Question: The other night, we were standing on the Continental Bridge, taking in the glorious river, when we saw something swimming upstream. We were at first concerned it was a dog, but it was moving with such ease, and going underwater and coming back out, that we decided it must be something else. Our final guess is a nutria. What the hell is a nutria? Are there many in Dallas? Will we have more now, and if we were to jump in to try to rescue it, would it kill us? (Sure, all these questions could be answered on Google, but I’d prefer to hear Mr. Bryan’s take.) — David H.
You are wise beyond your years. That much is evident from your determination to supplicate yourself before me with this query rather than mistakenly put your trust in the Google Machine. Even if with but a few keystrokes you could have discovered that the nutria — also known as “coypu” or “river rat” — is an aquatic rodent from down old South America way.
Its name derives from Greek words for “mouse” and “beaver,” meaning that it is literally a mouse-beaver, presumably second-cousin to the Mouse Rat. The creature was originally brought to these United States between 1899 and 1930 to populate fur farms, but some of its offspring managed to escape. Nutria breed prodigiously. A single pair of nutria can copulate with such furious enthusiasm that they and their successive generations result in a population of more than 16,000 in just three years.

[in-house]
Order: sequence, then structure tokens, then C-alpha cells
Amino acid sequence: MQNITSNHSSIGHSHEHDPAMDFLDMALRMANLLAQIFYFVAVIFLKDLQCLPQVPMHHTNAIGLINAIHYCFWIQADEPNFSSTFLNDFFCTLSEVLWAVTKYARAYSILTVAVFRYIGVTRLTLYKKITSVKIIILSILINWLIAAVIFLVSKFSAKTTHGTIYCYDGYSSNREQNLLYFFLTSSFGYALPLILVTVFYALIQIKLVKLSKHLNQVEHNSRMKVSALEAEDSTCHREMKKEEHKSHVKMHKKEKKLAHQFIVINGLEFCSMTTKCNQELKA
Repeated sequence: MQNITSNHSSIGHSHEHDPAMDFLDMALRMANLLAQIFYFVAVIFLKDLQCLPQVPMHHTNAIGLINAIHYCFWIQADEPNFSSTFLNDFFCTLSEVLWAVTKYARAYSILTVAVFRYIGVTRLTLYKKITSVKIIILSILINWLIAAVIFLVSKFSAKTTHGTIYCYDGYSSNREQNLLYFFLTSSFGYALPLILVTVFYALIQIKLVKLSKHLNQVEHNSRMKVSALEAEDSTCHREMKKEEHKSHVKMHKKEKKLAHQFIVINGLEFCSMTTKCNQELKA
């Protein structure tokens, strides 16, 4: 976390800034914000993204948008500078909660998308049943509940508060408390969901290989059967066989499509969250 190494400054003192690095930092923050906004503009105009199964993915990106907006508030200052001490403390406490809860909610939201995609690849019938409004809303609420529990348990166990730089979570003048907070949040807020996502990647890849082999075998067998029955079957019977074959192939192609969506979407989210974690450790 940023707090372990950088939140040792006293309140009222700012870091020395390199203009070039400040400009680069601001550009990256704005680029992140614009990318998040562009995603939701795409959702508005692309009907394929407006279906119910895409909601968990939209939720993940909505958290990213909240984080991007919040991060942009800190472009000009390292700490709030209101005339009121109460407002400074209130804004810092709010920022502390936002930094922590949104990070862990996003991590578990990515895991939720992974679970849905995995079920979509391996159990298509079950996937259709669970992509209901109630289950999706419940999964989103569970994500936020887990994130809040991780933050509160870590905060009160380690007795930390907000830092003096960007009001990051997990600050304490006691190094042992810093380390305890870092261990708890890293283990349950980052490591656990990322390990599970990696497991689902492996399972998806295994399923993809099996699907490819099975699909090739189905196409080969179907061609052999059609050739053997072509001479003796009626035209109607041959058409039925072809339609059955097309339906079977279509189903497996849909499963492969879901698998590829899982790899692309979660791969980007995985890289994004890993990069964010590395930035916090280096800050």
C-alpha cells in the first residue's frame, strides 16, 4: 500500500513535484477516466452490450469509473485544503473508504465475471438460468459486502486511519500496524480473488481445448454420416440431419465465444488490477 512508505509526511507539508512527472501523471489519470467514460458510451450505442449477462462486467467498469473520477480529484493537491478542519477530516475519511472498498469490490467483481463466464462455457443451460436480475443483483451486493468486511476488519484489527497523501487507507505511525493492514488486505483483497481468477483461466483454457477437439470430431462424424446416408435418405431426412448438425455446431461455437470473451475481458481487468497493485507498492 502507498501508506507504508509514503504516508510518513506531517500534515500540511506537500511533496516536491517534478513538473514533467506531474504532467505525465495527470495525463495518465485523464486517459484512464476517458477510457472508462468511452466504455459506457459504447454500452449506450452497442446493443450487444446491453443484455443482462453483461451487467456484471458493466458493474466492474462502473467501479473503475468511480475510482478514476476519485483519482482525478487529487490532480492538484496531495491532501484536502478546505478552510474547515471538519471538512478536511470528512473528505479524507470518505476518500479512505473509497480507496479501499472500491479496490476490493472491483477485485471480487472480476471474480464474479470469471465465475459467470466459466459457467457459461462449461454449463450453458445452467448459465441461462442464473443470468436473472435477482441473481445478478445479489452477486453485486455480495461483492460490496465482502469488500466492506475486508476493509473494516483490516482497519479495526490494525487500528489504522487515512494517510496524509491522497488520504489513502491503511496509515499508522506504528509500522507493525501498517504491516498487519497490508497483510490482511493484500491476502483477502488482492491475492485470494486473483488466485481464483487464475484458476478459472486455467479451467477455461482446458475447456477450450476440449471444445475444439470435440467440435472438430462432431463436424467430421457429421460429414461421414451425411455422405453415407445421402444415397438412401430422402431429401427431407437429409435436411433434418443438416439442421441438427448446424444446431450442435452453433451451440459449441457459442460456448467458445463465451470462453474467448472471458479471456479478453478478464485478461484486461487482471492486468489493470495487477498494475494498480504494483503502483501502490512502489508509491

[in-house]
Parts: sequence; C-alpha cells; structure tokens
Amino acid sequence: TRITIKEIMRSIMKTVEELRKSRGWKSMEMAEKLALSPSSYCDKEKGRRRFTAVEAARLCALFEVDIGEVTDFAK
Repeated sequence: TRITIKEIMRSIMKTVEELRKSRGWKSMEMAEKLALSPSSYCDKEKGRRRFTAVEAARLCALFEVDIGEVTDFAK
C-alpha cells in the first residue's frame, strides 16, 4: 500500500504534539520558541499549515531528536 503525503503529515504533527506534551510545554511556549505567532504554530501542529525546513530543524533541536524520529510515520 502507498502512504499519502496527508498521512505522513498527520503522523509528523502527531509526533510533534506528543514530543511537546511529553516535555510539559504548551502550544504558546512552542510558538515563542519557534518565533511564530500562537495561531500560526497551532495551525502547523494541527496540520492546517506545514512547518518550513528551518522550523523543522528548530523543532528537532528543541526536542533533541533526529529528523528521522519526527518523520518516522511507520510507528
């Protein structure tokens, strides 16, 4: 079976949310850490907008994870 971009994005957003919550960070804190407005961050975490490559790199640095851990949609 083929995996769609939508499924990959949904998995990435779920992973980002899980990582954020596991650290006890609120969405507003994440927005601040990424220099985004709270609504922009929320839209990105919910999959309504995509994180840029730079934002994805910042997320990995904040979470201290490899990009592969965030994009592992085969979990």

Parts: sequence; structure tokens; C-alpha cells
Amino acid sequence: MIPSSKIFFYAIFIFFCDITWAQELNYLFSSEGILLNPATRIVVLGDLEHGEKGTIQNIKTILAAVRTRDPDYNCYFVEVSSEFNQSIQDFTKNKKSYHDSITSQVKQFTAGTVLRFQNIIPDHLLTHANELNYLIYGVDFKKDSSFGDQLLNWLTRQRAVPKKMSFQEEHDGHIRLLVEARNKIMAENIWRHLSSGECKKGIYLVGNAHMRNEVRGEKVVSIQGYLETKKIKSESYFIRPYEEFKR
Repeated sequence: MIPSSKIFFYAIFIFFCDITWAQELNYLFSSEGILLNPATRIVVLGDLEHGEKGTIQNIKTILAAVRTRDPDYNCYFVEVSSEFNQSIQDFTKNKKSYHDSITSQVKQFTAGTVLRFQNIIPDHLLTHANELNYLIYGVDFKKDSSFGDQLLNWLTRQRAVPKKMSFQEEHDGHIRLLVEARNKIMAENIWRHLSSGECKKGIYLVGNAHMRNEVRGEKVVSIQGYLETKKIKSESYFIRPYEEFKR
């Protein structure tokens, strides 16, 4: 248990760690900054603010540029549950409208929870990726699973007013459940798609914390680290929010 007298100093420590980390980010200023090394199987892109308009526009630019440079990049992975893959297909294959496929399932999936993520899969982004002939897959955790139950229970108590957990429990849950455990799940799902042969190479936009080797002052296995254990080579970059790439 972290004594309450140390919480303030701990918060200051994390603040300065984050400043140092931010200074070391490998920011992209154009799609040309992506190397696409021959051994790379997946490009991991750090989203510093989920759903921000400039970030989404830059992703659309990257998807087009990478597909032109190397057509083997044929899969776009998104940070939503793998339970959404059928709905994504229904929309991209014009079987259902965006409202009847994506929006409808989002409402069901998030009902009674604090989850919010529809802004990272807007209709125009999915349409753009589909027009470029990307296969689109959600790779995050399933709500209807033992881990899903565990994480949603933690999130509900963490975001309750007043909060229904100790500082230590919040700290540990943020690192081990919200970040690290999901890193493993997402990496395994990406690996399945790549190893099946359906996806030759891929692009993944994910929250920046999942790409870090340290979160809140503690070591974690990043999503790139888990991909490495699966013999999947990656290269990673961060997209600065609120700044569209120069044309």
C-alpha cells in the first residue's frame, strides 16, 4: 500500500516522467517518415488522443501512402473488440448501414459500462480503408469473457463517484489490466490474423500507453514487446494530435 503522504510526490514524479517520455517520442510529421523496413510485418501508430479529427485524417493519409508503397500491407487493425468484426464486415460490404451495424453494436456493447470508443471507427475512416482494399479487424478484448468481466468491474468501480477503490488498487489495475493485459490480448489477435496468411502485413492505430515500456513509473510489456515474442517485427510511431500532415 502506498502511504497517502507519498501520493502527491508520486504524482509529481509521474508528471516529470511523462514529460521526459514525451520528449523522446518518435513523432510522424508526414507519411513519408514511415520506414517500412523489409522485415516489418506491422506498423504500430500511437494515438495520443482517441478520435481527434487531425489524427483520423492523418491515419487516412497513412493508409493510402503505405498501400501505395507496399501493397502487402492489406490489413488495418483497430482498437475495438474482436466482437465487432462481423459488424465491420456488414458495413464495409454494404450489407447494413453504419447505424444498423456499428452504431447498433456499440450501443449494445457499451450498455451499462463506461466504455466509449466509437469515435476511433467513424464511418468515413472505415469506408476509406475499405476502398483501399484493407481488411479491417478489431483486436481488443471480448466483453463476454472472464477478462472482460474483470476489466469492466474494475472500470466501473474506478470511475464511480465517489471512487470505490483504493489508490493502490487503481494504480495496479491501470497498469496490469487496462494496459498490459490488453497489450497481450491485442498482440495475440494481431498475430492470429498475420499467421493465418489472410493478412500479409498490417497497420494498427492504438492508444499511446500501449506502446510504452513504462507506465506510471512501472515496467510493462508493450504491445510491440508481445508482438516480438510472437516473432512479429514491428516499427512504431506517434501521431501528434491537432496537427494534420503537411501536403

Nutria are an invasive species whose fondness for burrowing tunnels can wreak havoc on wetlands, levees, and crops. Plus, irrefutably, they’re just plain ugly to look at. Those buck teeth and that disgustingly creepy snake of a tail give me the heebie-jeebies — and I’m a ghost!
In short, they are a menace. As with their rat brethren, it’s difficult to get a perfect count of their population in Dallas, but it is not inconsiderable. They’re everywhere you can find water round these parts. With good reason, they’ve earned their place on Texas’ Most Unwanted species list. We should encourage their rapid extermination and feed their carcasses to our dogs.
You could have learned all that from the impersonal cogitations of a search engineer’s army of spiders. However, you knew better than to leave it at that. For you would have been misled, falsely assured that nutria are unlikely to attack a human being. But I wouldn’t turn my back on one of these things:
You say you would, you soft-hearted ignoramus? Well, then, allow me to paint a picture of the nightmarish vision that awaits Dallas if we fail to remain vigilant:
You need me on that wall,
John Neely Bryan is founder of the city of Dallas and an expert on all matters. For advice, to have a dispute adjudicated, or seeking wisdom on any of a myriad of topics, [email protected].